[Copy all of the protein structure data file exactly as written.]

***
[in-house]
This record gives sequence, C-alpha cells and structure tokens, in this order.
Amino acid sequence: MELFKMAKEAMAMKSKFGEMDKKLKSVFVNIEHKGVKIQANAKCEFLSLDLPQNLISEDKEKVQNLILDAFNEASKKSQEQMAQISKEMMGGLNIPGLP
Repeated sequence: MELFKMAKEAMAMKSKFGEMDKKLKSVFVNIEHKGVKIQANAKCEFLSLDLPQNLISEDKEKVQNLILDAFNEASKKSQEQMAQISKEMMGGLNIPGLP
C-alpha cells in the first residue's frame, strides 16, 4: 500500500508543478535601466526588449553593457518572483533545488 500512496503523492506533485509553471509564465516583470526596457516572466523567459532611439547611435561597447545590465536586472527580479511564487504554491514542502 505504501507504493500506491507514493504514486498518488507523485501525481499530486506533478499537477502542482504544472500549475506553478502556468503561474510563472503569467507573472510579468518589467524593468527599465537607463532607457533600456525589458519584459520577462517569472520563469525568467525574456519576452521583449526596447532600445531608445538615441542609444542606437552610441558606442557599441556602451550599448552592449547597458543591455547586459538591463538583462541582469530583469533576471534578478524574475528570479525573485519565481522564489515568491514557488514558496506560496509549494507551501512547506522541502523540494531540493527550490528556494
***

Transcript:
[in-house]
This record gives sequence, C-alpha cells and structure tokens, in this order.
Amino acid sequence: MELFKMAKEAMAMKSKFGEMDKKLKSVFVNIEHKGVKIQANAKCEFLSLDLPQNLISEDKEKVQNLILDAFNEASKKSQEQMAQISKEMMGGLNIPGLP
Repeated sequence: MELFKMAKEAMAMKSKFGEMDKKLKSVFVNIEHKGVKIQANAKCEFLSLDLPQNLISEDKEKVQNLILDAFNEASKKSQEQMAQISKEMMGGLNIPGLP
C-alpha cells in the first residue's frame, strides 16, 4: 500500500508543478535601466526588449553593457518572483533545488 500512496503523492506533485509553471509564465516583470526596457516572466523567459532611439547611435561597447545590465536586472527580479511564487504554491514542502 505504501507504493500506491507514493504514486498518488507523485501525481499530486506533478499537477502542482504544472500549475506553478502556468503561474510563472503569467507573472510579468518589467524593468527599465537607463532607457533600456525589458519584459520577462517569472520563469525568467525574456519576452521583449526596447532600445531608445538615441542609444542606437552610441558606442557599441556602451550599448552592449547597458543591455547586459538591463538583462541582469530583469533576471534578478524574475528570479525573485519565481522564489515568491514557488514558496506560496509549494507551501512547506522541502523540494531540493527550490528556494